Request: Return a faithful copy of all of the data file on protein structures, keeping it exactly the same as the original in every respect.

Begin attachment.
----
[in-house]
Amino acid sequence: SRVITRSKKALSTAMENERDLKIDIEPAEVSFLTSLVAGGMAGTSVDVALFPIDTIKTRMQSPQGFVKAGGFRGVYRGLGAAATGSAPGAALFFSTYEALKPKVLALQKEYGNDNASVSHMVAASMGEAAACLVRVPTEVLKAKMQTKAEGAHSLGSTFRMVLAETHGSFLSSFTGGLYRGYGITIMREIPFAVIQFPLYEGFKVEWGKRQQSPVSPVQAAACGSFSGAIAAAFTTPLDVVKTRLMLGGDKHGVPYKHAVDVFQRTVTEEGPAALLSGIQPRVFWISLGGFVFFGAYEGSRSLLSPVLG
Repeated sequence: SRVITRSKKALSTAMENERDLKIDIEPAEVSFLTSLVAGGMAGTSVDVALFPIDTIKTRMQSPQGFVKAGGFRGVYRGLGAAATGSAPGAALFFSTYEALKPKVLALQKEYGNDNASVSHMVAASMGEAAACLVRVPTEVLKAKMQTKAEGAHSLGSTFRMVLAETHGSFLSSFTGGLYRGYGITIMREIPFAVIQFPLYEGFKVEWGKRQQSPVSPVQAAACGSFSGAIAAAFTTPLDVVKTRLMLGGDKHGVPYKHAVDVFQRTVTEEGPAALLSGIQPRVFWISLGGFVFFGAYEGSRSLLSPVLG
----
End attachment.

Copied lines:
[in-house]
Amino acid sequence: SRVITRSKKALSTAMENERDLKIDIEPAEVSFLTSLVAGGMAGTSVDVALFPIDTIKTRMQSPQGFVKAGGFRGVYRGLGAAATGSAPGAALFFSTYEALKPKVLALQKEYGNDNASVSHMVAASMGEAAACLVRVPTEVLKAKMQTKAEGAHSLGSTFRMVLAETHGSFLSSFTGGLYRGYGITIMREIPFAVIQFPLYEGFKVEWGKRQQSPVSPVQAAACGSFSGAIAAAFTTPLDVVKTRLMLGGDKHGVPYKHAVDVFQRTVTEEGPAALLSGIQPRVFWISLGGFVFFGAYEGSRSLLSPVLG
Repeated sequence: SRVITRSKKALSTAMENERDLKIDIEPAEVSFLTSLVAGGMAGTSVDVALFPIDTIKTRMQSPQGFVKAGGFRGVYRGLGAAATGSAPGAALFFSTYEALKPKVLALQKEYGNDNASVSHMVAASMGEAAACLVRVPTEVLKAKMQTKAEGAHSLGSTFRMVLAETHGSFLSSFTGGLYRGYGITIMREIPFAVIQFPLYEGFKVEWGKRQQSPVSPVQAAACGSFSGAIAAAFTTPLDVVKTRLMLGGDKHGVPYKHAVDVFQRTVTEEGPAALLSGIQPRVFWISLGGFVFFGAYEGSRSLLSPVLG